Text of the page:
I. The provision (28 U. S. C. 262) that a petition on

a claim must be filed “within six years after
the claim first accrues” has been interpreted to
mean “after the right to sue first accrues”; and
the right to sue under a special jurisdictional
act first accrues when the act becomes effective.
Cross v. United States, 4 C. Cls. 271; Rice,
Assignee, v. United States, 21 C. Cls. 413;
affirmed 122 U. S. 611, 617; Delaware Tribe of
Indians v. United States, 84 C. Cls. 535, 538.

Hubard, Receiver, 395.
II. The date that a claim is filed does not as such set

the date at which the claim first accrues under

the statute. Myers Co., 459
III. A claim arising out of a Government contract first

accrues when it can be definitely ascertained
and set up, when all that is required of the con-
tractor by the terms of the contract has been
fulfilled, enabling him to meet any pleas of

neglect to perform. Id.
COMMISSIONER OF INTERNAL REVENUE.

See Taxes V.
COMMISSIONER'S REPORT, EXCEPTIONS TO.

See Rule 46 I, II.
COMMUNITY PROPERTY LAW.

See Taxes V, VI, VII, VIII.
COMPLETION PERIOD.
See Patents I, II, III, IV.

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105 C. Als.

CONCURRENT DELAY.

See Contracts XVII.
CONTRACTING OFFICER.

I. Where contractor on Government contract was

delayed by a strike on another contract job; and
where the contracting officer failed to make find-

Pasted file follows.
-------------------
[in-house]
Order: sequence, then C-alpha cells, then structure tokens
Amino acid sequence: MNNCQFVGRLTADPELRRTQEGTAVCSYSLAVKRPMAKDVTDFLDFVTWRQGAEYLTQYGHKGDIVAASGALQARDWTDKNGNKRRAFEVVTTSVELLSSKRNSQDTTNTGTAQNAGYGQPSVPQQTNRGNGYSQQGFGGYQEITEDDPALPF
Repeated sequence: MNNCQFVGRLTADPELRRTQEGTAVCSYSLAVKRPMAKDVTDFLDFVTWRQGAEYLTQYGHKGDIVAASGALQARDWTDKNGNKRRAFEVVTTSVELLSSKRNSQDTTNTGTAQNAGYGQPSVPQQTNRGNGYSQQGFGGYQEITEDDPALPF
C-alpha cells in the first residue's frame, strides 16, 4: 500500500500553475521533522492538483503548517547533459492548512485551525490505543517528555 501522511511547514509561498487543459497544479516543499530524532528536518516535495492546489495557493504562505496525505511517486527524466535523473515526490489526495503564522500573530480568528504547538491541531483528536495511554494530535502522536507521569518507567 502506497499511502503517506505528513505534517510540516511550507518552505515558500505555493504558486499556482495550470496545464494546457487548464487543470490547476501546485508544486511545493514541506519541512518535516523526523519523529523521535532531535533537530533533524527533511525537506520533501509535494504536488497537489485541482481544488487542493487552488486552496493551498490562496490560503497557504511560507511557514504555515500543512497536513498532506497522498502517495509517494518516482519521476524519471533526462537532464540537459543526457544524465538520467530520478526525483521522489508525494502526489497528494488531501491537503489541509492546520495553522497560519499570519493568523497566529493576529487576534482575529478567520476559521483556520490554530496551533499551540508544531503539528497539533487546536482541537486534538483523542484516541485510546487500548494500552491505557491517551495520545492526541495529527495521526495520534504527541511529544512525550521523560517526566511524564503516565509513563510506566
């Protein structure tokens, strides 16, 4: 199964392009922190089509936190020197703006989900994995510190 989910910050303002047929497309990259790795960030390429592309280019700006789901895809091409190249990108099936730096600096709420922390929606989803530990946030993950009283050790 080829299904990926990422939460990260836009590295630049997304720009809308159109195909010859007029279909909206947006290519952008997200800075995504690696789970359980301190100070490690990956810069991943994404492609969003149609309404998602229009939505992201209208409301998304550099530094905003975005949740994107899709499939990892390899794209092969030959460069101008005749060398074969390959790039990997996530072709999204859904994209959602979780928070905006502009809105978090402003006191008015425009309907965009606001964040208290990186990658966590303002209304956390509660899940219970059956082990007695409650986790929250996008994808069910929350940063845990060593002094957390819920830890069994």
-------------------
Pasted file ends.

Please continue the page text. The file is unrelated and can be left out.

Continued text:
ings of fact upon contractor's application for an
extension of time on account of the delay, as the
.contracting officer was obligated to do under the
provision of the contract; it is held that the
contracting officer's failure to do so was a breach
of the contract and plaintiff, surety on contrac-
toi's payment and performance bond, is entitled
to recover the liquidated damages deducted to
the extent of any extension of time that should
have been granted by the contracting officer.

Manufacturers' Casualty Insurance Co., 342.
II. Where contractor asked for written instructions

but the project engineer advised that he had no
written instructions to give other than what was
in the contract; and where no appeal was taken
by the contractor from this decision of the con-
tracting officer; and where it was provided in the
specifications, which became a part of the con-
tract, that an appeal might be taken by the
contractor not only on instructions and deci-
sions of the contracting officer but also on "any
claim otherwise arising under the contract”; it is
held that the contracting officer's refusal of the
request for written instructions constituted a
“decision” from which the contractor was en-
entitled to appeal. Albrecht Company, (No.

45579), 353.
See also Contracts I, II, XXIV, XXVII, XLVI,

LXV.
CONTRACTS.

I. Where it was provided in the contract in suit

(Article 15) that all disputes, except as to labor
issues, “concerning questions arising under this
contract shall be decided by the contracting
officer or his duly authorized representative,
subject to written appeal by the contractor
within 30 days to the head of the department or
his duly authorized representative, whose de-
cision shall be final and conclusive upon the
parties thereto as to such questions”; and where
it is found, upon the evidence adduced, that the
plaintiffs abandoned, without justification, this